d) The membranes obtained according to the procedure described above together with the perforated carrier plates 22 are then built into a cylinder having an inner diameter of about 9.5 cm and a height between the membranes of about 3 cm. Said cylinder is fitted with an inlet 31 and an outlet 30 opposite to each other for the hydraulic flow 7 and is used as flow chamber 8. If desired a millipore filter (8 μm) made from cellulose-acetate or 6,6-polyamide (Nylon) or something like that, e.g. a polypropylene filter, may be placed between the pH-membranes 25 and 26 and the hydraulic flow 7 preventing the substance to be purified (e.g. N-acetyl-Eglin C) from direct contact with the isoelectric membranes. The entire electrofocusing apparatus is assembled wherein the above-mentioned cylinder with the built-in membranes replaces the flow chamber 8 and the immobilized pH-gradients 5 and 12. Preferably, said cylinder is used in the horizontal position with the in-and outlet for the hydraulic flow 7 in vertical position, the outlet being situated above the inlet. The advantage of said horizontal arrangement in comparison to the vertical assembly is that air bubbles are spontaneously removed.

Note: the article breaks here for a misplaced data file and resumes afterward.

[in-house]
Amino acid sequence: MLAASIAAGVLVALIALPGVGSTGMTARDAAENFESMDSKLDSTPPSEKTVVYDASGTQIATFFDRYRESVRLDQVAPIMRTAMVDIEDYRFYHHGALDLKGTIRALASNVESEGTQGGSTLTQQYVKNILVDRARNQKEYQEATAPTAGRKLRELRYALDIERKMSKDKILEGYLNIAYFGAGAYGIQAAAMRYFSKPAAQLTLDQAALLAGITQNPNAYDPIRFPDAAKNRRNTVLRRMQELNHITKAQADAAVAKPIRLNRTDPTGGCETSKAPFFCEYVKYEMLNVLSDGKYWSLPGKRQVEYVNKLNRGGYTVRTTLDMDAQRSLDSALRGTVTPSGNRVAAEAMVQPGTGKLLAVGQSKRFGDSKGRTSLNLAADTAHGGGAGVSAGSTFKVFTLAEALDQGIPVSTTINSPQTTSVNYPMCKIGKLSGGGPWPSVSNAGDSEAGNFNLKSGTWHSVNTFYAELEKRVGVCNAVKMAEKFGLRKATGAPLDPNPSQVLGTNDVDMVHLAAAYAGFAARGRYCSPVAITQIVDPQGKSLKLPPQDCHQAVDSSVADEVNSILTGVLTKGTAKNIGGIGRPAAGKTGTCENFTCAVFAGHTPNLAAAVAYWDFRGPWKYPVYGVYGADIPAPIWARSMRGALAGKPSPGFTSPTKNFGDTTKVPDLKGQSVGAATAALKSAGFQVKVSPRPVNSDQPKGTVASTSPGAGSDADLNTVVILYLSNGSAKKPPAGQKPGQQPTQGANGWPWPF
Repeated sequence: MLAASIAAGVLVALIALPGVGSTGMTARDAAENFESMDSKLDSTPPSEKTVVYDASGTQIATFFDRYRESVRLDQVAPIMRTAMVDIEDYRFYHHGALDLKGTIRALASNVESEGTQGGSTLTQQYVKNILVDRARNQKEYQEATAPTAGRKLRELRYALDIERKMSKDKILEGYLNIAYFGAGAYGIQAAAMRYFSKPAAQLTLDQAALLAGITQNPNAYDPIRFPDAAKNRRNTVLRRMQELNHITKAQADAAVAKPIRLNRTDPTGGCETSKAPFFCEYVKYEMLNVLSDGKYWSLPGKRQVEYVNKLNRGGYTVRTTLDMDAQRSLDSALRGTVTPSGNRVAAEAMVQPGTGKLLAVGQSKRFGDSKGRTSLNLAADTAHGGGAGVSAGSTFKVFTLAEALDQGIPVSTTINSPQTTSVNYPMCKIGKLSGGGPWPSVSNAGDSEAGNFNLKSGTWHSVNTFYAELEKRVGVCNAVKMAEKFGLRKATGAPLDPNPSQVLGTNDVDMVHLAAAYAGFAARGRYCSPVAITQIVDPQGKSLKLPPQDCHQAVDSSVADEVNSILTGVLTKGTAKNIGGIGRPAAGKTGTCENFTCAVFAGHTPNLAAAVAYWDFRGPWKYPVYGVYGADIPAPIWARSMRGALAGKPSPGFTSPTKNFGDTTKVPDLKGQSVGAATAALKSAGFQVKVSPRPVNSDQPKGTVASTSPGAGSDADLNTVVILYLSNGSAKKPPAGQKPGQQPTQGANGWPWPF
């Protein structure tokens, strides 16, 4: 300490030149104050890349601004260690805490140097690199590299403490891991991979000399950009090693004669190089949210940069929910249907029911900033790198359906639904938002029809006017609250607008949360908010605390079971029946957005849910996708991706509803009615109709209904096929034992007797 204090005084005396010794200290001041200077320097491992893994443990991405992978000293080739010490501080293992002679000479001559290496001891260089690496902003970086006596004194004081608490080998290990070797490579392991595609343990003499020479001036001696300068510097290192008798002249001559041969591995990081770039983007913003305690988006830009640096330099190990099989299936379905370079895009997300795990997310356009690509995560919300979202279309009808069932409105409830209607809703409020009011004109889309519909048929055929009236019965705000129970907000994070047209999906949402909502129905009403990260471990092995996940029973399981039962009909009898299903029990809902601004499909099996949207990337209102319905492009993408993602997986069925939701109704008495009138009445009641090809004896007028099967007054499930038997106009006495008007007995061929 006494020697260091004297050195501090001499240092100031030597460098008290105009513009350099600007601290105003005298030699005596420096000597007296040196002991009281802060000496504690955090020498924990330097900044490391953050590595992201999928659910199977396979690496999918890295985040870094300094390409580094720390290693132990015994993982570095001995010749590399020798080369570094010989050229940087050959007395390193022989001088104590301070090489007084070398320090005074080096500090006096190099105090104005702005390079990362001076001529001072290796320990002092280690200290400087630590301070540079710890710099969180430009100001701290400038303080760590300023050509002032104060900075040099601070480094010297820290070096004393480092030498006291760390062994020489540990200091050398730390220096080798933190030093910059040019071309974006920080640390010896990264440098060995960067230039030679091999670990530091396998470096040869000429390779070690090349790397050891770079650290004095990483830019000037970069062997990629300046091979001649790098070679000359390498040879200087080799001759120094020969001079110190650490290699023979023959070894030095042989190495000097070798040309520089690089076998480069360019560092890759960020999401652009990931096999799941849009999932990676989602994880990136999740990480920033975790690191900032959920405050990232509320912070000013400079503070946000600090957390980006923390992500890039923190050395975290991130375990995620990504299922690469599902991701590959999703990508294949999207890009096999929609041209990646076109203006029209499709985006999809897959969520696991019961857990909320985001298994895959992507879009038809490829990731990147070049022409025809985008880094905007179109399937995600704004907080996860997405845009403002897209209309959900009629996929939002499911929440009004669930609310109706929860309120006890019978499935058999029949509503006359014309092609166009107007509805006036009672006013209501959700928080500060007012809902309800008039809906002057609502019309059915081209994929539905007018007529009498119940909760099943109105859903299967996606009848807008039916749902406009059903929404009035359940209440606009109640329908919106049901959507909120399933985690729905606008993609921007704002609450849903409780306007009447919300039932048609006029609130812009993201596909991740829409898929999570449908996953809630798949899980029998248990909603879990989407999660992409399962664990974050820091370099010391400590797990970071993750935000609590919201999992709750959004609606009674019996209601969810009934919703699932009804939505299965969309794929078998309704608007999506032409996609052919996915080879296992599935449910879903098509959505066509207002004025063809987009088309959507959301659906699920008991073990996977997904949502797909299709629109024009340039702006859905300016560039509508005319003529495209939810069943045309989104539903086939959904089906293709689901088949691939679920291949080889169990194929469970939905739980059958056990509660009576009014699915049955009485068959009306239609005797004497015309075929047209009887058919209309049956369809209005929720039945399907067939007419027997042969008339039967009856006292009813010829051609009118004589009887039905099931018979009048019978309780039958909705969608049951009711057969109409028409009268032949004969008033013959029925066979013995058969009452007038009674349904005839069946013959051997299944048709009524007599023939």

FIG. 12 shows a cross-sectional view of the assembled apparatus. A cylindrical tube is segmented by the supported pH-membranes 22 into the cathodic chamber 3, the flow chamber 8 and the anodic chamber 14. The cathode 2 and the anode 13 are connected via plugs 32 to the power supply 1 [not shown]. The hydraulic flow 7 enters the flow chamber 8 via the inlet 31 and leaves it via the outlet 30. The electrolyte solution in the cathodic and anodic chambers may be renewed via the in- and outlets 27 and 28. The various parts of the apparatus are held together by means of four thread poles 29 which are inserted through the holes 33.